International Women’s Day, or International Working Women’s Day as it was originally known as takes place each year on the 8th of March. As socialists, we use this day to mark, discuss and look forward to how we can strengthen the movements of working class women taking place at the current time and take part in the demonstrations happening around the world.
This day was first celebrated in the US to commemorate striking women of the labour movement who demanded shorter working hours, better pay and the right to vote. In 1910, at an international socialist event attended by many prominent socialist women including Clara Zetkin, International Working Women’s Day was established.
International women’s day is inherently political and socialist, and is historically grounded in the struggle of the working class. Present day celebrations often try to rewrite the history and pose it as a day of celebration, but the origins of IWD are of struggle and protest.
Here in Ireland, we have had historic victories for women’s rights in recent years, namely the campaign to repeal the eighth amendment and legalise abortion in 2018. This campaign was a cross class movement but the abortion ban, and the oppression by the Catholic Church it was a part of, had a much more significant impact on working class women in Ireland. The scale of the victory, and the victory of the marriage equality referendum in 2015 were clear indications that the grip the Catholic Church once held on Irish society was being rejected by a whole new generation of young people, as well as the generations who had been oppressed for too long.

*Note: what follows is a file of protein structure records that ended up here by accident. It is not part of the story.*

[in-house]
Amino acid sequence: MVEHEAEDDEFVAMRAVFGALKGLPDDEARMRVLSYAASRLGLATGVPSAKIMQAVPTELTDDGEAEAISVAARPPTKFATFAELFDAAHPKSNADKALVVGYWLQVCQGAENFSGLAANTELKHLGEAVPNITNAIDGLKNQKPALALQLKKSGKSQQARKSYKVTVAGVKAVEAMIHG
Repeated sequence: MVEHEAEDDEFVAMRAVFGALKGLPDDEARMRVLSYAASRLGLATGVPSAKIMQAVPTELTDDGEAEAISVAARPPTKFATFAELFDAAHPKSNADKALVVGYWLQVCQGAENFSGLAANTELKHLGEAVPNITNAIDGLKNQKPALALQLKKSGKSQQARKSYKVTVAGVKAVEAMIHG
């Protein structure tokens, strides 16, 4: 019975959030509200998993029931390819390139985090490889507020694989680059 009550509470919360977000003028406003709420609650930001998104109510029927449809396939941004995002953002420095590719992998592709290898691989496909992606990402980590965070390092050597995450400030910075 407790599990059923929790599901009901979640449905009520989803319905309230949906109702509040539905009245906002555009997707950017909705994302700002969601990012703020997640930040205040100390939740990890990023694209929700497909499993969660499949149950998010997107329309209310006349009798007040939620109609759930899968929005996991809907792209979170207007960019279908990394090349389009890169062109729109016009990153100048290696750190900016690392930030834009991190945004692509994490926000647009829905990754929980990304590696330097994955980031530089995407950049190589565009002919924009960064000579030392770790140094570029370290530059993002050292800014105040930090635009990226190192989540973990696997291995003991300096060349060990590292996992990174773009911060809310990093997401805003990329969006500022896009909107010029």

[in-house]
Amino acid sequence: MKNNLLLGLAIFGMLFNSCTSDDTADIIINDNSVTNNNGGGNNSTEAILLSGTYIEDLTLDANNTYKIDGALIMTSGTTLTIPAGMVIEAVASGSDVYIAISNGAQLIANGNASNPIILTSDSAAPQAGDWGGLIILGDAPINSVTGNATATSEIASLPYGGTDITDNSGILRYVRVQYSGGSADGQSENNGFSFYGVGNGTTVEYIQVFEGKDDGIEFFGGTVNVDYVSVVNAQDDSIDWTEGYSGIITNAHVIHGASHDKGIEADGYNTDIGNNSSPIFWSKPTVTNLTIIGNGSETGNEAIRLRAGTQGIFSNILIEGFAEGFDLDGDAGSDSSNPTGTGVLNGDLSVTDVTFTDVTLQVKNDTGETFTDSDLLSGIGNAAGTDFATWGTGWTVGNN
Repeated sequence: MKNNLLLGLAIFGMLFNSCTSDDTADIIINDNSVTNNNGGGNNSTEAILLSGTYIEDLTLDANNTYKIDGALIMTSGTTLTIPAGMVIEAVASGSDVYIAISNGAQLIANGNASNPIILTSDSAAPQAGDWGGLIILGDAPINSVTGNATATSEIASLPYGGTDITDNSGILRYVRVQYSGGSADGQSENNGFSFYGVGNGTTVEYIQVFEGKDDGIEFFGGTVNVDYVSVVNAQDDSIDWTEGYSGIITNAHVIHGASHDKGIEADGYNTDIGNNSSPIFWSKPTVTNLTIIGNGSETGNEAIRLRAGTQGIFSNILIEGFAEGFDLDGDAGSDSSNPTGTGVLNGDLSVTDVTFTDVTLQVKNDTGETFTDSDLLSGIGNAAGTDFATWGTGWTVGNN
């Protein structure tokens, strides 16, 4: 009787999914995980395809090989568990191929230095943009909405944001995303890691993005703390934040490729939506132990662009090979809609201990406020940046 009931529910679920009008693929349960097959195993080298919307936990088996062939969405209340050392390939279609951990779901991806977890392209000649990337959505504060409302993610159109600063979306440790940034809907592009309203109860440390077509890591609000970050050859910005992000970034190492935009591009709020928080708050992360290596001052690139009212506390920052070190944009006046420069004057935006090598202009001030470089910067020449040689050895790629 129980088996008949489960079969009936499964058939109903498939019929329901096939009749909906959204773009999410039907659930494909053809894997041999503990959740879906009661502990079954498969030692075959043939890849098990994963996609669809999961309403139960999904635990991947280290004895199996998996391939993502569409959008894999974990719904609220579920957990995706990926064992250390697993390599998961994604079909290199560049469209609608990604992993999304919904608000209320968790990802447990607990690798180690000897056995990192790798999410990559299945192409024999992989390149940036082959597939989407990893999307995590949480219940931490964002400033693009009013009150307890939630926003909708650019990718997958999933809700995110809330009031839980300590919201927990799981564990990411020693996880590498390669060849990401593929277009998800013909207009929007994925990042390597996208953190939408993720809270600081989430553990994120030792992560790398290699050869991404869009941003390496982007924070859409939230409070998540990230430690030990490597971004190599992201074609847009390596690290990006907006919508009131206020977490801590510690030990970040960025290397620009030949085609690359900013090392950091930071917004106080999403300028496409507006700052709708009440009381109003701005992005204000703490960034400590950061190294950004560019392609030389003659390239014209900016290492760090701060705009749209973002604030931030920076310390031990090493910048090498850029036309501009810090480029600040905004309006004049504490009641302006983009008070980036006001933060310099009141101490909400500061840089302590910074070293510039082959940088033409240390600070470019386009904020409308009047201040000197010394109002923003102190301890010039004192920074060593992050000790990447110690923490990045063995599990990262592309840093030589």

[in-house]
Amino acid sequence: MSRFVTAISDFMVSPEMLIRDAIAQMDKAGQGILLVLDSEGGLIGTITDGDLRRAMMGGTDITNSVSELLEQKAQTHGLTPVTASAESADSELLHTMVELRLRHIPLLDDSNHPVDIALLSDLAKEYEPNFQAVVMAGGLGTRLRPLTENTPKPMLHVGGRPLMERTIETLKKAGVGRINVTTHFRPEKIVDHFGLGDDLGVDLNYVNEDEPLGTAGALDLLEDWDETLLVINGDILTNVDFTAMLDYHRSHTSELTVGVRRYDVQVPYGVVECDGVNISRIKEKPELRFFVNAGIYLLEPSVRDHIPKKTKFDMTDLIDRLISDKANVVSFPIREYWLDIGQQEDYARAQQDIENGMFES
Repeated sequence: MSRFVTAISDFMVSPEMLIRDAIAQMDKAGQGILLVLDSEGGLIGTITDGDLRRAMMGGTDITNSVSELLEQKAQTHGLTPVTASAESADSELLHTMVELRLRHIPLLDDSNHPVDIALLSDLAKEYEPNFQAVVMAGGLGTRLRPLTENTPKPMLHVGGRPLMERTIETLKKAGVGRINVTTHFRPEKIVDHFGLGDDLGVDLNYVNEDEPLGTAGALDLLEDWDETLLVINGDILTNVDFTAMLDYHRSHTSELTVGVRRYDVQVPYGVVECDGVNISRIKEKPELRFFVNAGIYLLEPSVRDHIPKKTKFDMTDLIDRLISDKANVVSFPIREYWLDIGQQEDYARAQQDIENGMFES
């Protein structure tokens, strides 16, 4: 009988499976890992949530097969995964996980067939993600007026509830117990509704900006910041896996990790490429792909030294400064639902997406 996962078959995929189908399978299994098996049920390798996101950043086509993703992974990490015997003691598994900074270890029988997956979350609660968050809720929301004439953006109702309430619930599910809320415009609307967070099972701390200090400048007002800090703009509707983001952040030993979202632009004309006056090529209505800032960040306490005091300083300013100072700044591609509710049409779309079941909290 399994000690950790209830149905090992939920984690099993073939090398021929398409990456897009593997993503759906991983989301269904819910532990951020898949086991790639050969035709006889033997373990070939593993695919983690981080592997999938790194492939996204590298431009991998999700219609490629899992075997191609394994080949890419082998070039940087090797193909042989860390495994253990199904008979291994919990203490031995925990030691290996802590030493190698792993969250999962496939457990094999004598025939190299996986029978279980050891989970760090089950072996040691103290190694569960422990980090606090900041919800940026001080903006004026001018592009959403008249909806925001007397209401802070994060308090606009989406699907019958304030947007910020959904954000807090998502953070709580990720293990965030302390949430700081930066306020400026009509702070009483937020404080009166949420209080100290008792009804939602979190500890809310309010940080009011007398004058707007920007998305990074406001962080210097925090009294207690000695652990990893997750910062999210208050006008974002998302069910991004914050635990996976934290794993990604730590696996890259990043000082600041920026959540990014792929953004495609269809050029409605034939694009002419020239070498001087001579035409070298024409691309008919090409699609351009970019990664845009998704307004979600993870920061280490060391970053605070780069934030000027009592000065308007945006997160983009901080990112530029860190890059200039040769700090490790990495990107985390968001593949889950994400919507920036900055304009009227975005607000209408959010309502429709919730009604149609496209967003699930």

This was followed by Westminster legalising abortion and same sex marriage in the North following years of feet dragging from the establishment politicians. While implemented by Westminster it must also be taken in the context of years of campaigning by activists in the North.
These victories have represented a big change for women, but the struggles are by no means over. In the South we still have the 3 day waiting period for women accessing abortion, the scandal of the cervical cancer checks that saw many women receiving incorrect smear test results and not being informed they had cancer and a continuing lack of knowledge and education on women’s health. We still have the majority of schools being run by the Catholic Church and preventing proper education on reproductive options for women and fact based LGBTQ+ inclusive sex education for young people. Refuges for women fleeing gender based violence and rape crisis centres are desperately underfunded and rely on charity instead of being funded by the state as a basic and necessary service.
Battles are being waged in the health services, with the recent health strikes in the NHS in the North and the nurses’ strike in the south in 2019. These struggles have highlighted the underfunding, poor conditions and bad pay received by healthcare workers, many of whom are women.
The Trade Unions should launch a serious campaign to fight against all forms of oppression, for genuine equal pay and opportunity in the workplace, for an end to sexual harassment and gender based violence. This must be alongside a campaign to improve working conditions in the health service as well as other work places.
CWI Ireland members have fought for women’s rights in Ireland for many years. Some of our members campaigned against the introduction of Ireland’s abortion ban back in the 1980’s, while many more of us joined to be a part of the campaign to remove the abortion ban in 2018. There are still many battles to be waged in which our forces will engage enthusiastically.
As socialists, we believe that it’s necessary to fight against all forms of oppression. This must be linked to the need to build a mass party of the working class to transform society into a socialist one that rejects all forms of oppression. We need a united working class movement of all genders, races and sexualities to fight for a socialist society as the only possible way to fully reject capitalist oppression and create a better world for all.